Do additional optima speed up evolutionary algorithms?

Most runtime analyses of randomised search heuristics focus on the expected number of function evaluations to find a unique global optimum. We ask a fundamental question: if additional search points are declared optimal, or declared as desirable target points, do these additional optima speed up evolutionary algorithms? More formally, we analyse the expected hitting time of a target set OPT ∪ S where S is a set of non-optimal search points and OPT is the set of optima and compare it to the expected hitting time of OPT.

We show that the answer to our question depends on the number and placement of search points in S. For all black-box algorithms and all fitness functions we show that, if additional optima are placed randomly, even an exponential number of optima has a negligible effect on the expected optimisation time. Considering Hamming balls around all global optima gives an easier target for some algorithms and functions and can shift the phase transition with respect to offspring population sizes in the (1,λ) EA on One-Max. Finally, on functions where search trajectories typically join in a single search point, turning one search point into an optimum drastically reduces the expected optimisation time.

Computing diverse sets of high quality TSP tours by EAX-based evolutionary diversity optimisation

Evolutionary algorithms based on edge assembly crossover (EAX) constitute some of the best performing incomplete solvers for the well-known traveling salesperson problem (TSP). Often, it is desirable to compute not just a single solution for a given problem, but a diverse set of high quality solutions from which a decision maker can choose one for implementation. Currently, there are only a few approaches for computing a diverse solution set for the TSP. Furthermore, almost all of them assume that the optimal solution is known. In this paper, we introduce evolutionary diversity optimisation (EDO) approaches for the TSP that find a diverse set of tours when the optimal tour is known or unknown. We show how to adopt EAX to not only find a high-quality solution but also to maximise the diversity of the population. The resulting EAX-based EDO approach, termed EAX-EDO is capable of obtaining diverse high-quality tours when the optimal solution for the TSP is known or unknown. A comparison to existing approaches shows that they are clearly outperformed by EAX-EDO.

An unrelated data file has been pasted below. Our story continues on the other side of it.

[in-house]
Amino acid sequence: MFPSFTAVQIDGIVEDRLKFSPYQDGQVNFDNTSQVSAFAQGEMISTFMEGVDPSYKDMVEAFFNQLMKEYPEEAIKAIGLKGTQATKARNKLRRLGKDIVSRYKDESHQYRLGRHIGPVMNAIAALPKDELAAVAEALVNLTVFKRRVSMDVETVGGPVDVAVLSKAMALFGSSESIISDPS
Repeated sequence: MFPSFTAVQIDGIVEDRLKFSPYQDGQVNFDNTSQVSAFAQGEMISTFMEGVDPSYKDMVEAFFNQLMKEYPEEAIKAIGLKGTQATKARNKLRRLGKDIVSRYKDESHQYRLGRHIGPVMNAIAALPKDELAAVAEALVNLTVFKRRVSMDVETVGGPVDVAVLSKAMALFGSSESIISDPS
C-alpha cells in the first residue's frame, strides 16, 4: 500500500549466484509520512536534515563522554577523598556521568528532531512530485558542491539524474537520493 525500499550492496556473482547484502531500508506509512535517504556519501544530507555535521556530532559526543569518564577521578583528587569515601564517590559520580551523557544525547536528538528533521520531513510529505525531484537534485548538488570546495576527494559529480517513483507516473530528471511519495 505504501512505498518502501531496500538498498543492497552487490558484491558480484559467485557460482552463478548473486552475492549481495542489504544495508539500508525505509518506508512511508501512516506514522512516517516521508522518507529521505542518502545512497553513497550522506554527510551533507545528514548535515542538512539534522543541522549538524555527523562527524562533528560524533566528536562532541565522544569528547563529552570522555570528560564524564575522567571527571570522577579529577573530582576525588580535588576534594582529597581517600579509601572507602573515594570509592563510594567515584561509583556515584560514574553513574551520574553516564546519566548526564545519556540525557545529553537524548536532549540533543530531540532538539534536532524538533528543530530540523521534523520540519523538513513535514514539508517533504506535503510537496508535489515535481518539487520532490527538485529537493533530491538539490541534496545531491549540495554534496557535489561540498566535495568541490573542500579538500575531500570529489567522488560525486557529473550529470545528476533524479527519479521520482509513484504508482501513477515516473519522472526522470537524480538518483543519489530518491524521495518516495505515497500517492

The effect of non-symmetric fitness: the analysis of crossover-based algorithms on RealJump functions

Theory of evolutionary computation has brought plenty of useful recommendations to the practitioners on how to deal with local optima. Many of these results were obtained through the runtime analysis of evolutionary algorithms (EAs for brevity) on Jump benchmark function, which has a local optimum which is very hard to leave for most EAs. The performed analyses resulted into multiple new algorithms which showed a good performance on Jump function, including the (1 + (λ, λ)) GA (with dynamic parameters choices or with non-standard static parameters), the (μ + 1) GA with various diversity mechanisms, and the hybrid GA.

However, some of the proposed algorithms exploit properties of Jump which seem not to be likely to belong to practical problems, e.g. the invariance of Jump to any change of the order of the arguments and the clear signal from the inferior individuals towards the optimum. To figure out which of the developed algorithms do not rely too much on these properties we perform their runtime analyses on the so-called RealJump function, which has its optimum slightly shifted from the center of the fitness valley. We show that moving the optimum increases the runtime of all considered algorithms, but the additional factor for the (μ + 1) GA is greater than the one for the (1 + (λ, λ)) GA. The hybrid GA fails to find the shifted optimum with high probability.